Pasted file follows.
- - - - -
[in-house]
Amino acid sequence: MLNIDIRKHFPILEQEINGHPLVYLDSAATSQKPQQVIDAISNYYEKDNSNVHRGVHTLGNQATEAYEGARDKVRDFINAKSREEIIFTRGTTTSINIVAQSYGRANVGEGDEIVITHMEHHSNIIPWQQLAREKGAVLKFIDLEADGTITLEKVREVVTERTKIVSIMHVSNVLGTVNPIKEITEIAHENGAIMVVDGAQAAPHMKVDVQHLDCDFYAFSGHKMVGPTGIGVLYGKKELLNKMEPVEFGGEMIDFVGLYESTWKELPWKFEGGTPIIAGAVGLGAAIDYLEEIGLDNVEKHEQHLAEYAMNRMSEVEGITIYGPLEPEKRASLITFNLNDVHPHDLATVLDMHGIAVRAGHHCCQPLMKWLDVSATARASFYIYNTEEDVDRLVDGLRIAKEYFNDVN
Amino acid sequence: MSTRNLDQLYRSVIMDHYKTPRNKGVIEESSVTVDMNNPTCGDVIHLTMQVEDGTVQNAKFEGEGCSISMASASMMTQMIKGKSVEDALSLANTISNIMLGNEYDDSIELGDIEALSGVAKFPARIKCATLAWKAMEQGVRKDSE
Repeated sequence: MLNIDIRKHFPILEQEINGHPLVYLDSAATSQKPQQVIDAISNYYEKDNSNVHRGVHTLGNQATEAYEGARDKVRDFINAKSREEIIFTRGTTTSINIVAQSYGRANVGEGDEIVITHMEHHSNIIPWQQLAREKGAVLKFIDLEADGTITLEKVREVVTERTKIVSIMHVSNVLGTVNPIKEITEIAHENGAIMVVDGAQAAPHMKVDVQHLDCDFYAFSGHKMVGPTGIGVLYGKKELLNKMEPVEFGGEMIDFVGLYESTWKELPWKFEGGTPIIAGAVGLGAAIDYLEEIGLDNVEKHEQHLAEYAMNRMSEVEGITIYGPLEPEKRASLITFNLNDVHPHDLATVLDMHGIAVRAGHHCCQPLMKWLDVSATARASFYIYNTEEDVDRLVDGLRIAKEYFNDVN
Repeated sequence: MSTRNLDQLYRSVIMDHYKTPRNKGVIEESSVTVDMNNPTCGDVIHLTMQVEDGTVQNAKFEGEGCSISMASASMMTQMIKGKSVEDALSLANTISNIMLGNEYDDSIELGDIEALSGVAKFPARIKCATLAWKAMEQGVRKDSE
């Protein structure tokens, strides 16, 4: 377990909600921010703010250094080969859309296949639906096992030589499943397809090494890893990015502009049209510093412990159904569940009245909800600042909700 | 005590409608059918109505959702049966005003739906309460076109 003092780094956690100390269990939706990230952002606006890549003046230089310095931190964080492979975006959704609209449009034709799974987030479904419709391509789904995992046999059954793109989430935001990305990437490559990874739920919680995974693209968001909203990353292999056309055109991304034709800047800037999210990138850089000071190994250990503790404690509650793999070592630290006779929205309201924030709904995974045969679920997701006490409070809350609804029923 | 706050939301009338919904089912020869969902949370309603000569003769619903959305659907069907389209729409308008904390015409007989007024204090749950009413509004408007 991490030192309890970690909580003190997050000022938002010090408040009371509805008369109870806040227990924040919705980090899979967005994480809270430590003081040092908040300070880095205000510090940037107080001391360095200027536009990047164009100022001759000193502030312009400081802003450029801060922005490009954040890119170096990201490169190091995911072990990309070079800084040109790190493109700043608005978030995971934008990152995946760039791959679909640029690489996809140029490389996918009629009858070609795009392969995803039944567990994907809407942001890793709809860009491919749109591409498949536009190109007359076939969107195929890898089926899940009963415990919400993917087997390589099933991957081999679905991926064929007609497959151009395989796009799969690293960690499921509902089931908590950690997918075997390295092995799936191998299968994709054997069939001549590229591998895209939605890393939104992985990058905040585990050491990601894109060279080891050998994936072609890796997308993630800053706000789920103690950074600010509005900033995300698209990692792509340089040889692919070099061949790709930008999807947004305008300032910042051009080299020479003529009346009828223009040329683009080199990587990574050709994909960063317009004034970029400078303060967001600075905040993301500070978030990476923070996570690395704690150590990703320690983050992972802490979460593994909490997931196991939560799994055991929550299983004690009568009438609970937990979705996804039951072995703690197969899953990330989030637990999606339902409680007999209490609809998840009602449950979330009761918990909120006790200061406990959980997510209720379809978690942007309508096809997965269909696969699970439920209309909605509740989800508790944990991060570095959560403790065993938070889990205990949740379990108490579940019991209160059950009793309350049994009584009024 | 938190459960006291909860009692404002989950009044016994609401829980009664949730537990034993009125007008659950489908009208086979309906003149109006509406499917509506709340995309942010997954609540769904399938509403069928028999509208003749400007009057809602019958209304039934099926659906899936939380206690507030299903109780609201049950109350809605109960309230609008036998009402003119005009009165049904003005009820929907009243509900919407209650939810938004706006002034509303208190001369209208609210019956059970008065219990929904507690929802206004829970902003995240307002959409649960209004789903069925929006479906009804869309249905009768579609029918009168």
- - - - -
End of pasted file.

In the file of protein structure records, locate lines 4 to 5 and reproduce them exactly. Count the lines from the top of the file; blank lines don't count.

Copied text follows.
Repeated sequence: MLNIDIRKHFPILEQEINGHPLVYLDSAATSQKPQQVIDAISNYYEKDNSNVHRGVHTLGNQATEAYEGARDKVRDFINAKSREEIIFTRGTTTSINIVAQSYGRANVGEGDEIVITHMEHHSNIIPWQQLAREKGAVLKFIDLEADGTITLEKVREVVTERTKIVSIMHVSNVLGTVNPIKEITEIAHENGAIMVVDGAQAAPHMKVDVQHLDCDFYAFSGHKMVGPTGIGVLYGKKELLNKMEPVEFGGEMIDFVGLYESTWKELPWKFEGGTPIIAGAVGLGAAIDYLEEIGLDNVEKHEQHLAEYAMNRMSEVEGITIYGPLEPEKRASLITFNLNDVHPHDLATVLDMHGIAVRAGHHCCQPLMKWLDVSATARASFYIYNTEEDVDRLVDGLRIAKEYFNDVN
Repeated sequence: MSTRNLDQLYRSVIMDHYKTPRNKGVIEESSVTVDMNNPTCGDVIHLTMQVEDGTVQNAKFEGEGCSISMASASMMTQMIKGKSVEDALSLANTISNIMLGNEYDDSIELGDIEALSGVAKFPARIKCATLAWKAMEQGVRKDSE